A Cypriot MP who was implicated in selling passports to criminals has quit as the country races to stem the fallout following an undercover investigation by Al Jazeera.
Christakis Giovanis, also known in Cyprus as Giovani, resigned on Tuesday, hours after Cyprus announced it would abolish its controversial citizenship-through-investment scheme.
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The moves follow Al Jazeera’s The Cyprus Papers Undercover investigation, which was broadcast on Monday and showed how Giovanis was willing to help a convicted money launderer obtain a passport, even though a criminal conviction should disqualify an applicant.
“I submit my resignation as AKEL MP. I also submit my resignation as a member of the central AKEL committee and all other positions in the party,” Giovani’s statement read.
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Also on Tuesday, Cypriot Attorney General George Savvidis announced an investigation into possible criminal offences.
“What has been published in the last few hours by the Al Jazeera news network is causing outrage, anger and concern among the people,” his statement read.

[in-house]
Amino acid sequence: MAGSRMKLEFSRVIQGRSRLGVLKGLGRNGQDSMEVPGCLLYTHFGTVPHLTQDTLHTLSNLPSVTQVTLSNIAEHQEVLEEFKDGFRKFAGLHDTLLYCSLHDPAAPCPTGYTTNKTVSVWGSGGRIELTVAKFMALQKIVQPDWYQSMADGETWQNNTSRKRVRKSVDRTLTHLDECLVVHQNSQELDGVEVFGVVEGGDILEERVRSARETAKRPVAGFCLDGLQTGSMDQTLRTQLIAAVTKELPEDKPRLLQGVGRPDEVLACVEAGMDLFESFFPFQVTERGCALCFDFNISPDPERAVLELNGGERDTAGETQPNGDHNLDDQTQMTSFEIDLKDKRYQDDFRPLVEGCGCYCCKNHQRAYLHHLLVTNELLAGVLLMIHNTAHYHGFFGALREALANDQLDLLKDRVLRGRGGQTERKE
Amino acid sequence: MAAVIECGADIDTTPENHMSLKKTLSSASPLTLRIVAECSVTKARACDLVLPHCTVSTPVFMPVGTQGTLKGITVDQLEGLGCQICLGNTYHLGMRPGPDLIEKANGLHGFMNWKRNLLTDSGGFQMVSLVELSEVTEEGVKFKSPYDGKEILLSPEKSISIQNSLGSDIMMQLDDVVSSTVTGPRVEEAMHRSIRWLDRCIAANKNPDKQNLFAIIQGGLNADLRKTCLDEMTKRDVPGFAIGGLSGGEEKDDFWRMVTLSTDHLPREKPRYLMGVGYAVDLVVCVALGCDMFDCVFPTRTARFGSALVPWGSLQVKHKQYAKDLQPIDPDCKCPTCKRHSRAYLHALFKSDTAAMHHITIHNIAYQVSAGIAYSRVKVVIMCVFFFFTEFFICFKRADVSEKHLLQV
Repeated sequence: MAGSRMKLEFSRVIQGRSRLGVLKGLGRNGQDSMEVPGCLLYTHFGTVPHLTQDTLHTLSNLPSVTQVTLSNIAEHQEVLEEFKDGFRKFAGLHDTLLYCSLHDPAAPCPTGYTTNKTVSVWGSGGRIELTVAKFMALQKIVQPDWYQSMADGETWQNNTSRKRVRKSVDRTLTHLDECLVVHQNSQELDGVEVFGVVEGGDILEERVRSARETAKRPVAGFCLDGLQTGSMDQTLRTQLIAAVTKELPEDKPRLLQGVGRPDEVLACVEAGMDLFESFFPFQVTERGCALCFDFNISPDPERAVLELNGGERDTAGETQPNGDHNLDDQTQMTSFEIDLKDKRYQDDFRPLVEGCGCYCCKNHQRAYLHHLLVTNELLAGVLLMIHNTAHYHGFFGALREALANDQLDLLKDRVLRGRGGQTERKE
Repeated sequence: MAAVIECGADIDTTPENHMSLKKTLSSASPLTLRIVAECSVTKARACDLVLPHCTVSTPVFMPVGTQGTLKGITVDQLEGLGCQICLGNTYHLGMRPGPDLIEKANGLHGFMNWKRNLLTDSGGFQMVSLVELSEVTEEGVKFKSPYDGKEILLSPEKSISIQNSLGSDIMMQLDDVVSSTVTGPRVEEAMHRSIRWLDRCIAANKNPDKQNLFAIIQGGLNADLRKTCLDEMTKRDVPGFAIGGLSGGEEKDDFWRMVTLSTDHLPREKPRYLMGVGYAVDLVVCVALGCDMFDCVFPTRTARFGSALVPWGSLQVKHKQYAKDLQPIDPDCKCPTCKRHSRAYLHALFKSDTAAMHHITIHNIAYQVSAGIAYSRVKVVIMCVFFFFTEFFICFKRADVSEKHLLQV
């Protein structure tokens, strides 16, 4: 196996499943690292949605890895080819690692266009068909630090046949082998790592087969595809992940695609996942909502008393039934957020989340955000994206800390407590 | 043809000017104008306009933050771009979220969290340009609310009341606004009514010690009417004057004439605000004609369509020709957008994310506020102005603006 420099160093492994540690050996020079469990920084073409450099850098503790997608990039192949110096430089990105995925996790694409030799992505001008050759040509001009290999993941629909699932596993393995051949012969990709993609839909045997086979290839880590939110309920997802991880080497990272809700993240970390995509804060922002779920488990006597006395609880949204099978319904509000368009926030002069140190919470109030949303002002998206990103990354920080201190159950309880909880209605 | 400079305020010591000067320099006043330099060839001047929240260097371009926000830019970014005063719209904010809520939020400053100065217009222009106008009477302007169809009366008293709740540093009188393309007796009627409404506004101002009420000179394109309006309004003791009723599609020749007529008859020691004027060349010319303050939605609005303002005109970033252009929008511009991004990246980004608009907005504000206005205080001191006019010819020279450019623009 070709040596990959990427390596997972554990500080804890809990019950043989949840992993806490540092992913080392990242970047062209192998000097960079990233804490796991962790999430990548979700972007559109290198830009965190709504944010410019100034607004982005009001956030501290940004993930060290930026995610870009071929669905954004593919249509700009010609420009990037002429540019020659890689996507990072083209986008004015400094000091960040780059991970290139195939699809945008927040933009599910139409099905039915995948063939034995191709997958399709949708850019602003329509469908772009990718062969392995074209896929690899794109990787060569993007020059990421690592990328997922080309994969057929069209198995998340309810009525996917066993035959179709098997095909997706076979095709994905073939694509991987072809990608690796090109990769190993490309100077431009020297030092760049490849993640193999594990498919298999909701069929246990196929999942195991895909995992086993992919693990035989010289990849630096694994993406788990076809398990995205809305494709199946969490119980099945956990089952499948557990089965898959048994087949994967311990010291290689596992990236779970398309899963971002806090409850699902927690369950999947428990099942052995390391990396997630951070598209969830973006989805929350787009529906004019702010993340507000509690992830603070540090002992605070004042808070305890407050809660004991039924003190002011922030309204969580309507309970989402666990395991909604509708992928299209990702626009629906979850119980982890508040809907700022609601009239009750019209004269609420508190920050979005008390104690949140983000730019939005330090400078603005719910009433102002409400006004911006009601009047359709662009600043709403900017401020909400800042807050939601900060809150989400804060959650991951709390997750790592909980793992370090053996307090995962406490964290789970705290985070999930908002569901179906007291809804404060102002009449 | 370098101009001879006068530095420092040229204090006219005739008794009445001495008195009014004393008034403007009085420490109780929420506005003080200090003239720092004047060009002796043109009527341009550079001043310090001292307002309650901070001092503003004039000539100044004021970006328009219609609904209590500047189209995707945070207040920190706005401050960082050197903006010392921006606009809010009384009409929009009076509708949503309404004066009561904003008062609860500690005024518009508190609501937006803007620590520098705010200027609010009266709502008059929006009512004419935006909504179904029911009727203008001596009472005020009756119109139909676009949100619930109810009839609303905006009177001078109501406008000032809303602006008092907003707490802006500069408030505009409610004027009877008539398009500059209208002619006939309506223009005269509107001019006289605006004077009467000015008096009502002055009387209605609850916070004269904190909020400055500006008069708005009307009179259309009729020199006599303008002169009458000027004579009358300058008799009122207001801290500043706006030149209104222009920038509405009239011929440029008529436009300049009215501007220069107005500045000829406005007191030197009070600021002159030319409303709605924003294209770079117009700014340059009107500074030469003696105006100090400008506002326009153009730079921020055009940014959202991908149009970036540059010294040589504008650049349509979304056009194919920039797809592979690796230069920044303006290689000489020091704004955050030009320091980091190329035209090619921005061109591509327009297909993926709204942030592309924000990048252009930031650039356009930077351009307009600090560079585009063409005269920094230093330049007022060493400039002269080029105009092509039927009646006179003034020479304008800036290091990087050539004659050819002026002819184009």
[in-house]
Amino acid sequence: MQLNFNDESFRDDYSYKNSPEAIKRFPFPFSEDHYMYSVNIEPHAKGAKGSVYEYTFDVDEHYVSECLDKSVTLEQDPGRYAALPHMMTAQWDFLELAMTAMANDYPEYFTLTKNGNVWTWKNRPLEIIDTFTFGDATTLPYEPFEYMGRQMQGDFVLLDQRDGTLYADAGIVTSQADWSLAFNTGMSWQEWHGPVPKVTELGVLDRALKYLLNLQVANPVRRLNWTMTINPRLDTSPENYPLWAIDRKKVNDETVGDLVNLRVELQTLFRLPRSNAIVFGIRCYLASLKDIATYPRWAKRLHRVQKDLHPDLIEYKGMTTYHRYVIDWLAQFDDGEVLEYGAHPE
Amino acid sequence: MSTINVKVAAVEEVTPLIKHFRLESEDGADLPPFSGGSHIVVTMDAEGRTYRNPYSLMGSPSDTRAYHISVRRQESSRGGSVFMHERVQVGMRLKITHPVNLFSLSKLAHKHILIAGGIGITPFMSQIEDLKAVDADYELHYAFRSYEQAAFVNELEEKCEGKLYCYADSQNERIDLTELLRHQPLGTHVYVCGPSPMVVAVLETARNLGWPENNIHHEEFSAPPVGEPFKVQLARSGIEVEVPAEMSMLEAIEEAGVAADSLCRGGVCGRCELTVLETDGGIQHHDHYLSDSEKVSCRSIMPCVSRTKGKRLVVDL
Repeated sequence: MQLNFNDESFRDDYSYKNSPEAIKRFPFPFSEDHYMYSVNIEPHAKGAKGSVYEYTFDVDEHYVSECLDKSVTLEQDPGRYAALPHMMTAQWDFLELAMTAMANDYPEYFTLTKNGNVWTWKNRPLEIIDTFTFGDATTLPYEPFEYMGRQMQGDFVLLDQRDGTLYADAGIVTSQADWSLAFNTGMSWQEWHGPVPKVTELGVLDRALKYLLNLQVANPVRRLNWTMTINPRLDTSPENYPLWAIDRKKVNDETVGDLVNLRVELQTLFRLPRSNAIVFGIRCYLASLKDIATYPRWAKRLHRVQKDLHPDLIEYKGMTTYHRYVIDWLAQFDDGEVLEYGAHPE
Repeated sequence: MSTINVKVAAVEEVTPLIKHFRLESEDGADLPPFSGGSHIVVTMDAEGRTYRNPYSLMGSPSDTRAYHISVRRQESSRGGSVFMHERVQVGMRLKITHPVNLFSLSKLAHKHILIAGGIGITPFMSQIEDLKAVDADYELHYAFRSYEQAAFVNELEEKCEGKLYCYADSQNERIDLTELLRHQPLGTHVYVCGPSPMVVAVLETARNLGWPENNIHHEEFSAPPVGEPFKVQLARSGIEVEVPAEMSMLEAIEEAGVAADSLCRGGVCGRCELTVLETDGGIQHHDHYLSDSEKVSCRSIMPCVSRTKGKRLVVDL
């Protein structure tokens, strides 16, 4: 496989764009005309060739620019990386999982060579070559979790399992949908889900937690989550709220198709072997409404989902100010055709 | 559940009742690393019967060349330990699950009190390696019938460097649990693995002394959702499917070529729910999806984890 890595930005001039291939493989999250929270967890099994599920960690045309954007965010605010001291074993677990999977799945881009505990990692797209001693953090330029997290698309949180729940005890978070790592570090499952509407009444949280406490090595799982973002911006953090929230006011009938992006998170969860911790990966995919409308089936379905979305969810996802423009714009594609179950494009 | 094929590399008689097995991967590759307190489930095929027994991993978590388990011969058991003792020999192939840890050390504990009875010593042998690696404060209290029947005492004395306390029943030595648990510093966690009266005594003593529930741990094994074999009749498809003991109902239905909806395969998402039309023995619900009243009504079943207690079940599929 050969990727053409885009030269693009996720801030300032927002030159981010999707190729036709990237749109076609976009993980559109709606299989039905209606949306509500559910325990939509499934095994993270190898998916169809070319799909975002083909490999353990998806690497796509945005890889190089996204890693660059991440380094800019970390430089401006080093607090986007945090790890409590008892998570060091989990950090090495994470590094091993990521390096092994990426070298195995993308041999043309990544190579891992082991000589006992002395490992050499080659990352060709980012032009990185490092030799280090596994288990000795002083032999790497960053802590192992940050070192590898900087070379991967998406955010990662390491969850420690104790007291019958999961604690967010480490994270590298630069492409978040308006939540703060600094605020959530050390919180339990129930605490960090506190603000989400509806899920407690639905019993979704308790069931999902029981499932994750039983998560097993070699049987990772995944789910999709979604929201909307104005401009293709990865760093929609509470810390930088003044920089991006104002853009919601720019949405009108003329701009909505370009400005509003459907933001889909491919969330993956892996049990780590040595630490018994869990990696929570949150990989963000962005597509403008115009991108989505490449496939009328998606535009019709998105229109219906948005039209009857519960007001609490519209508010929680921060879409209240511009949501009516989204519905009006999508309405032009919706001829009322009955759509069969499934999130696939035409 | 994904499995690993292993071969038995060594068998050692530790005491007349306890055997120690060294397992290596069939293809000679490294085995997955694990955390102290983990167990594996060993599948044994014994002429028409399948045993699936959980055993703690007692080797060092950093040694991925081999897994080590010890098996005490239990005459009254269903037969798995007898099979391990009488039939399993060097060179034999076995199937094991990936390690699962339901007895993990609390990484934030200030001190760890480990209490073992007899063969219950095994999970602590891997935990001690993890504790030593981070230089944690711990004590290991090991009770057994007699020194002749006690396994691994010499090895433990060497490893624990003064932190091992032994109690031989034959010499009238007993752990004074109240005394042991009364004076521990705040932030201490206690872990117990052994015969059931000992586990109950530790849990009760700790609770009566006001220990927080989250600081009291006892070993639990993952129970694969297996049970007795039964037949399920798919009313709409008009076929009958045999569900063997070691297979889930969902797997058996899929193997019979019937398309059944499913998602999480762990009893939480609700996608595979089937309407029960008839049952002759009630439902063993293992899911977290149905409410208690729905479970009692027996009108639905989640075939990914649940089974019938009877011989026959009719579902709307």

“I want to assure you that I will do whatever is deemed necessary under the circumstances, always with the aim of safeguarding the public interest.”
Earlier, Demetris Syllouris, president of the House of Representatives, said he would abstain from duties until investigations were completed.
The Cyprus Papers Undercover also showed the willingness of Syllouris to aid and abet convicted criminals to obtain a passport through the Citizenship Investment Programme (CIP).
Citizenship through investment
Cyprus is one of a handful of European Union countries that grant investors passports if they invest a minimum of $2.5m, which in the real estate sector.
Both the European Union and anti-corruption NGOs criticise the programmes, saying their opaque structure could attract criminals seeking to launder their money.
The European Commission said on Tuesday it “watched in disbelief how high-level officials were trading European citizenship for financial gains.”
“The Commission is currently looking at compliance with EU law of the Cypriot scheme in view of possible infringement proceedings,” it added.
In August, Al Jazeera’s Investigative Unit revealed that over previous years, Cyprus had granted passports to criminals convicted in their home countries and people wanted by Interpol.
Those featured in the investigation, including Syllouris and Christakis, have all denied wrongdoing and referred to a report filed with Cyprus’s anti-money laundering unit.
They also said their dealings with our undercover journalists were intended to gather information to support a report to the authorities without “tipping them off”.